A shy freshman, Eder Mondragón Quiroz came to Oregon State a week early his freshman year to participate in the College Assistance Migrant Program (CAMP).
Little did he know at the time, that week would impact almost every move he made during his college career.
He opened up, made life-long friends and got involved.
“You get to hang out together before you ever start college, and develop a close-knit family away from home,” Mondragón Quiroz said of his cohorts in the program.
Mondragón Quiroz was also thrilled to be able to meet professors during that week he said he wouldn’t have met otherwise.
One professor and mentor, Susana Rivera-Mills, associate dean for the College of Liberal Arts, said Mondragón Quiroz was reluctant to participate in her classes at first.
“However, I could tell the first few times he spoke up in class that he had an amazing insight into the issues we were discussing,” Rivera-Mills said. “This was verified in his writing assignments, where he shared more about his personal experiences, culture, history and background.”
After finishing his bachelor’s degrees in Spanish and Psychology two years ago, Mondragón Quiroz decided to stay at Oregon State to earn a masters degree in contemporary Latino/Latina studies. His relationships with his professors as well as other students, he said, made that decision an easy one.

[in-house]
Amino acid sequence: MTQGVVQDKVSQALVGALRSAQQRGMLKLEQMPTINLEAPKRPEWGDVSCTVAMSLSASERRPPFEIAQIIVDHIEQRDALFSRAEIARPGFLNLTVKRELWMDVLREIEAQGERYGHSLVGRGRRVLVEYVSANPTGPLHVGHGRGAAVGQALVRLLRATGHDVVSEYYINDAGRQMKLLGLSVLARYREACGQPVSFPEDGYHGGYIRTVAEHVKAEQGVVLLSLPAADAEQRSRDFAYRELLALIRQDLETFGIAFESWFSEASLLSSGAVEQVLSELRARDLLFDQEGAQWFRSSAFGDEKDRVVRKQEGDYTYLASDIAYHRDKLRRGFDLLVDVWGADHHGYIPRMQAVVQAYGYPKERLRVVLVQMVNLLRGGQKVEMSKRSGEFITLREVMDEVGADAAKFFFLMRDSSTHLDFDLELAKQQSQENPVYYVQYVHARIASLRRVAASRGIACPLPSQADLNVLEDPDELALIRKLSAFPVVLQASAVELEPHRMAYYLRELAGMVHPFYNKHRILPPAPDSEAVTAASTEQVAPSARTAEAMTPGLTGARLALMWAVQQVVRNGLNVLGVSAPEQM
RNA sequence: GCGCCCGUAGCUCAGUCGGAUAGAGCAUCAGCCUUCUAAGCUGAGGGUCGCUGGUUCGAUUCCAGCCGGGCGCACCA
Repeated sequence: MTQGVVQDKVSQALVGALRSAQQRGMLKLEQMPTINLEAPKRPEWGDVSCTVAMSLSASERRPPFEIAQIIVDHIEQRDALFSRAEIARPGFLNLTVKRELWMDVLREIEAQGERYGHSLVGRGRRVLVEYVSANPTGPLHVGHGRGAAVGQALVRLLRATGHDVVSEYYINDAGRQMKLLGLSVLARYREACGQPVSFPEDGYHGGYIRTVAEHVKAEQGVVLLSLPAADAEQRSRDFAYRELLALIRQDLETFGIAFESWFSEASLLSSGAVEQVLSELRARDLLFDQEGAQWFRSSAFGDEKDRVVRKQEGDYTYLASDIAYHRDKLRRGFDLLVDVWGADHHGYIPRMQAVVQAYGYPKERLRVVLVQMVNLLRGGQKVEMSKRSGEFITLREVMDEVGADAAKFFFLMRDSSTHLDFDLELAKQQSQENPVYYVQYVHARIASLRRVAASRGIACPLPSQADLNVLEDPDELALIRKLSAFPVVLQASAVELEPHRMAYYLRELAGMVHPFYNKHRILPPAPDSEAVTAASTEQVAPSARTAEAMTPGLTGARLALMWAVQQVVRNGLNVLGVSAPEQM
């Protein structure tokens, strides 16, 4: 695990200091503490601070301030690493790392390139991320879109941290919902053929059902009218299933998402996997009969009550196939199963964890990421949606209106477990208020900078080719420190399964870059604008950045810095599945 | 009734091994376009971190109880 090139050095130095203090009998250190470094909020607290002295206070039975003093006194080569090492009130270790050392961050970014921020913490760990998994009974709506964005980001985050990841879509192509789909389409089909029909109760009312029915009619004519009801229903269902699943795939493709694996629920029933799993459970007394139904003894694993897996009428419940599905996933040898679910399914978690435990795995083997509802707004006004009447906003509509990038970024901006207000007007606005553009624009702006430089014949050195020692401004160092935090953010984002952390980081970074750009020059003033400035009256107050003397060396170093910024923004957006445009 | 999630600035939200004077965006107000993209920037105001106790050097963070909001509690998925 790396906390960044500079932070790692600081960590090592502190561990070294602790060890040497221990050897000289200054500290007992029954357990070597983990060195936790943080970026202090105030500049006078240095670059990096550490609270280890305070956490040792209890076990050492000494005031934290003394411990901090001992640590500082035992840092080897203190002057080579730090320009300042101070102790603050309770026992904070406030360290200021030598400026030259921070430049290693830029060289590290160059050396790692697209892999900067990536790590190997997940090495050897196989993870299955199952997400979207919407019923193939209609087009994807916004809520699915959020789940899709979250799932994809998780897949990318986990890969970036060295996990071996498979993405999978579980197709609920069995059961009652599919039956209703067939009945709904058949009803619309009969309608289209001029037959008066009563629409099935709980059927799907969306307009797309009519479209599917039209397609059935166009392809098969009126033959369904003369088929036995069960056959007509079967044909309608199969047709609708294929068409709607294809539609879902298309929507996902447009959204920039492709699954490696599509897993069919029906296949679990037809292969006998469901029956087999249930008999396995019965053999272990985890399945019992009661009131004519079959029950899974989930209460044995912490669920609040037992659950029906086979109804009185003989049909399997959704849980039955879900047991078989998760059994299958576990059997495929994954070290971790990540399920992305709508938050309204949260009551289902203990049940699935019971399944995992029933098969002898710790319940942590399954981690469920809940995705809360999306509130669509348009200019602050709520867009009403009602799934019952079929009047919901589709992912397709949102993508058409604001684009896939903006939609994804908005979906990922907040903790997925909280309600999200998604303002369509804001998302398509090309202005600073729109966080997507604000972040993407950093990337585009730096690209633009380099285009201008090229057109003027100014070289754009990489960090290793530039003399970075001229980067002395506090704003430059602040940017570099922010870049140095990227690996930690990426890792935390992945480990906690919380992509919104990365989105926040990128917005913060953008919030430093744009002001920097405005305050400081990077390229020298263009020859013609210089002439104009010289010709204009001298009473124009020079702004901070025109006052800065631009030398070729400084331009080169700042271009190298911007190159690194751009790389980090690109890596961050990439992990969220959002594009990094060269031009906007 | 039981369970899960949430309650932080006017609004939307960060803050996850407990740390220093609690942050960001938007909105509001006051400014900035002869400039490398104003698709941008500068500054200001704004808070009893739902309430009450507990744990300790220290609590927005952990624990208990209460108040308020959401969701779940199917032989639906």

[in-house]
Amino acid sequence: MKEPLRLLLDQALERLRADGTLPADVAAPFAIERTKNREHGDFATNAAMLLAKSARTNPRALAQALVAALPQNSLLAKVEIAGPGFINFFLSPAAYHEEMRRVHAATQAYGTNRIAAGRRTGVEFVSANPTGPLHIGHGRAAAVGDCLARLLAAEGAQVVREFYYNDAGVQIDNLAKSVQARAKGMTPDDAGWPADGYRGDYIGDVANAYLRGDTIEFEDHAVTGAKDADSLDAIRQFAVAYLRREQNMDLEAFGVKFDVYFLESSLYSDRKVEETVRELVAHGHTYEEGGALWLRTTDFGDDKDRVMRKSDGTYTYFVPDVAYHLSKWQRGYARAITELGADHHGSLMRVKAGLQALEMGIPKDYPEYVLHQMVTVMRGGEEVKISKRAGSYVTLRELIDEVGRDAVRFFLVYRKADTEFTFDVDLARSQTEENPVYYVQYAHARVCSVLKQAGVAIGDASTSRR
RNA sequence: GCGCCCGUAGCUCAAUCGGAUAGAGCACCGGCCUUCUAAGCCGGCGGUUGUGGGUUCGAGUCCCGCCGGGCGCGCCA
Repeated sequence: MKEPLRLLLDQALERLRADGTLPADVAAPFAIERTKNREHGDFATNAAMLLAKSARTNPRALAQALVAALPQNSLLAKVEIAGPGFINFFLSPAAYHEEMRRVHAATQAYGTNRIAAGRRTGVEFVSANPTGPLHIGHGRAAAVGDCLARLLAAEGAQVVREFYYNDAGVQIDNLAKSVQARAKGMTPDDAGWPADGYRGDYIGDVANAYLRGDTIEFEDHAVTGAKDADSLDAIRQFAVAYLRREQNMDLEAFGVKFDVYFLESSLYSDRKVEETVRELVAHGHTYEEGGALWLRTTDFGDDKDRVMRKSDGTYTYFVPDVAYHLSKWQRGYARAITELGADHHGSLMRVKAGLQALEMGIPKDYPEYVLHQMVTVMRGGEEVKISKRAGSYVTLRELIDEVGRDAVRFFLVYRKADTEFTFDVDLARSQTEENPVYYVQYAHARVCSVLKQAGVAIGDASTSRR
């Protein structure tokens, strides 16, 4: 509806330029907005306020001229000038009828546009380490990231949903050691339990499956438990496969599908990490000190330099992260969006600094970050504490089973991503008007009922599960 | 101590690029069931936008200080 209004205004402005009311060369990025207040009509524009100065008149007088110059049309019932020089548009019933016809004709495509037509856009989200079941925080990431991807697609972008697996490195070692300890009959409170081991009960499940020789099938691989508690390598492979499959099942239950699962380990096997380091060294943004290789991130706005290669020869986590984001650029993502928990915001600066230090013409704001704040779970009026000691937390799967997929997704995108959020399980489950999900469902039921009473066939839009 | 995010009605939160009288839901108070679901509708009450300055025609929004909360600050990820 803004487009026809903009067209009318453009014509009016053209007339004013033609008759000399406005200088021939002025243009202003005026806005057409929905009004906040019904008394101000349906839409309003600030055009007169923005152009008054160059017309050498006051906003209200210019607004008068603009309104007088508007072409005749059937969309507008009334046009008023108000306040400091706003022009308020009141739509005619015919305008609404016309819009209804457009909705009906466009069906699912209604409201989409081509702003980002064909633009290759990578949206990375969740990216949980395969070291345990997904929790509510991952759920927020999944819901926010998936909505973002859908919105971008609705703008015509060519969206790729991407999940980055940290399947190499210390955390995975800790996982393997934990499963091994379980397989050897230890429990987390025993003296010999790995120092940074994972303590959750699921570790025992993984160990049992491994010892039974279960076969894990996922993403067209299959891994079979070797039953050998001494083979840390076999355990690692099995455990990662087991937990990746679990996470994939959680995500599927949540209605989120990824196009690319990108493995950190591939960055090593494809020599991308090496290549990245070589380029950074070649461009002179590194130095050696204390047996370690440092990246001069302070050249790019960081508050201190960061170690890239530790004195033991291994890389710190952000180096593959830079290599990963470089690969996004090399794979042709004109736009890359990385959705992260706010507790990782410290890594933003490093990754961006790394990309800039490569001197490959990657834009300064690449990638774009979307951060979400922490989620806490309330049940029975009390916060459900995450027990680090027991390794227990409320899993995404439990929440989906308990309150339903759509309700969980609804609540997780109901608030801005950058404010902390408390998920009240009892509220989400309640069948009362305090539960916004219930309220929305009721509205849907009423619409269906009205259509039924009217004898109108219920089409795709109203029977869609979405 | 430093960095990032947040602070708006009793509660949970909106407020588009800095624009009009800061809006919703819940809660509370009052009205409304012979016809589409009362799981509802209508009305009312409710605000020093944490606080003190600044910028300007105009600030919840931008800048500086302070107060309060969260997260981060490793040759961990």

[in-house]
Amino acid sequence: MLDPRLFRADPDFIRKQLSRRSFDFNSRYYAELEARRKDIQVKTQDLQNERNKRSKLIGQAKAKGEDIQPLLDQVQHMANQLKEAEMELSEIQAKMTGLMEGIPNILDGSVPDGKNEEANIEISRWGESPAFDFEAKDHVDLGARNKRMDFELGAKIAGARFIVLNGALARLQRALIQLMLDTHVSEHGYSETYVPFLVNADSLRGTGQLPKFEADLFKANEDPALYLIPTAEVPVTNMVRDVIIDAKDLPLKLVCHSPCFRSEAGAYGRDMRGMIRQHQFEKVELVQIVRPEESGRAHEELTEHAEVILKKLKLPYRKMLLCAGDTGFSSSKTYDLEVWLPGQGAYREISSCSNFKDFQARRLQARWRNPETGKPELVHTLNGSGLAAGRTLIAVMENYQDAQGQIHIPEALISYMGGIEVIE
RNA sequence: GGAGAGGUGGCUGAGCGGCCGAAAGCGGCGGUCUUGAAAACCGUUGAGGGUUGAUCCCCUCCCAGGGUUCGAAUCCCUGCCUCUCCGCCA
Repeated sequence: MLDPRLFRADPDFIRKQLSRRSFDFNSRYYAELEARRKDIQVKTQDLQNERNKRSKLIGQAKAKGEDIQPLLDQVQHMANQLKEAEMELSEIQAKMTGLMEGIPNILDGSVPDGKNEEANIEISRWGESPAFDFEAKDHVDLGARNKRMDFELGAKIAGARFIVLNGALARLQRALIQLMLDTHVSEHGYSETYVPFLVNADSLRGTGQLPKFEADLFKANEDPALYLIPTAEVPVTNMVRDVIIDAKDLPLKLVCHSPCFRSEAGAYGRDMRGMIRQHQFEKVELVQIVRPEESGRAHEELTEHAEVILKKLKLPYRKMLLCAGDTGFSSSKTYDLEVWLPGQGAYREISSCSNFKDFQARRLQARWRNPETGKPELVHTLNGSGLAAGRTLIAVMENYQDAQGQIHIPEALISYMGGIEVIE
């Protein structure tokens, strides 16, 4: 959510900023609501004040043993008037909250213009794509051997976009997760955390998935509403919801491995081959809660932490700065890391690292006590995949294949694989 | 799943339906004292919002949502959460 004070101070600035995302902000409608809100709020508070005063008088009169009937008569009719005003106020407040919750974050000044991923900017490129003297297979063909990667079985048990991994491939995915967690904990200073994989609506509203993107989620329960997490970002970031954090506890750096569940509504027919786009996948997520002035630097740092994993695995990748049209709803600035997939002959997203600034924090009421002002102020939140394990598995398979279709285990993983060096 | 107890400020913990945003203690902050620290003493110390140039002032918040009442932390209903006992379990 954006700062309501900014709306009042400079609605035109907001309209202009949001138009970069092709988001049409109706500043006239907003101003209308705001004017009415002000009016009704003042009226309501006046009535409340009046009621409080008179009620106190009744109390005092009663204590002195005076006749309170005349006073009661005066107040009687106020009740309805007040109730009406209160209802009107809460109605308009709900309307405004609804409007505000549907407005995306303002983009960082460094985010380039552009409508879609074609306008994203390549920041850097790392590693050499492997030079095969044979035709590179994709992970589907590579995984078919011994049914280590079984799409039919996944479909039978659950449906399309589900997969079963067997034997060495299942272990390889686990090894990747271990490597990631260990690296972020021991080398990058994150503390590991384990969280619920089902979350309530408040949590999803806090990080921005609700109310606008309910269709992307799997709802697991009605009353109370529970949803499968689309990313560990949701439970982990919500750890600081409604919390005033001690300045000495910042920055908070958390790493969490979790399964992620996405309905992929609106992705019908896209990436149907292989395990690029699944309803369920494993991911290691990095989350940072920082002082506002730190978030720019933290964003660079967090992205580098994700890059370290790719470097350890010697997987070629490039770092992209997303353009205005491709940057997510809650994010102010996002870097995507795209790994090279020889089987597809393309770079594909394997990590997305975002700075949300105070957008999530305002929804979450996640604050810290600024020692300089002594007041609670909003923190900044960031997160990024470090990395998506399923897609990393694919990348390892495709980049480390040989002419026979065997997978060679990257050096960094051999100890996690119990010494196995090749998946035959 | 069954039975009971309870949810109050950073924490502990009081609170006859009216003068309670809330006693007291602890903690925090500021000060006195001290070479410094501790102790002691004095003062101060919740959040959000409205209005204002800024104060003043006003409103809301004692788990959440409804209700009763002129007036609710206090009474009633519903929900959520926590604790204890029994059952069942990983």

As a graduate teaching assistant, Mondragón Quiroz said he has come to respect his professors in a whole new way.
“Being a very introverted and shy person, it was interesting to get thrown into the classroom and expected to teach a first-year Spanish course,” Mondragón Quiroz said. “ Teaching has given me insight into everything professors do to help their students succeed. It makes me thankful for everything they did for me.”
That thankfulness inspired Mondragón Quiroz to begin giving back to the Oregon State community through the CAMP program, where he mentored incoming students.
“I was involved with helping them navigate the University system, showing them where resources were so they could find their way,” Mondragón Quiroz said.
He said he believes his bicultural understanding will help him better serve the whole community. He hopes to earn a PhD in the future.
His ambition has inspired his community, and even his family members. Several cousins have followed Mondragon Quiroz to Oregon State. He hopes that with support form programs like CAMP, more will follow.
“I think there’s a big need for people that come from my background,” Mondragón Quiroz said.
His mentors agree.
“I’m so proud of the person Eder has become,” Rivera-Mills said. “I hope he will continue his education into a doctorate program and become a community leader that advances important conversations and contributes as an engaged citizen to the communities he will serve.”